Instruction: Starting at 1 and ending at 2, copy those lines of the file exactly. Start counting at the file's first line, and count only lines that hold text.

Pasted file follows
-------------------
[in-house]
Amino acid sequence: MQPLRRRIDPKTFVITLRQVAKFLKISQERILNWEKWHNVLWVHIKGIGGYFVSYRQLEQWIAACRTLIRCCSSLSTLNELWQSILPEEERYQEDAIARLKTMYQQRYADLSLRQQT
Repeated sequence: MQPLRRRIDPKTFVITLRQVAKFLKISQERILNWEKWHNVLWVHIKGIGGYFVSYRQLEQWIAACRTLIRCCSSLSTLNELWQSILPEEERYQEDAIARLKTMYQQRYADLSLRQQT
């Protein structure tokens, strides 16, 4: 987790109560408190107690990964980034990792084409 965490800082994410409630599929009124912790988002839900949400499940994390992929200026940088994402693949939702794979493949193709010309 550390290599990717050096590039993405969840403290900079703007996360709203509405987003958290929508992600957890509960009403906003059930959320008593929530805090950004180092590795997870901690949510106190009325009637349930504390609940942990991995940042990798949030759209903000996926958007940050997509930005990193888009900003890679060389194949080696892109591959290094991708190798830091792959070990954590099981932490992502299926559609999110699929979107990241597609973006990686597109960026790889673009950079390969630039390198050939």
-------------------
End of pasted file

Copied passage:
[in-house]
Amino acid sequence: MQPLRRRIDPKTFVITLRQVAKFLKISQERILNWEKWHNVLWVHIKGIGGYFVSYRQLEQWIAACRTLIRCCSSLSTLNELWQSILPEEERYQEDAIARLKTMYQQRYADLSLRQQT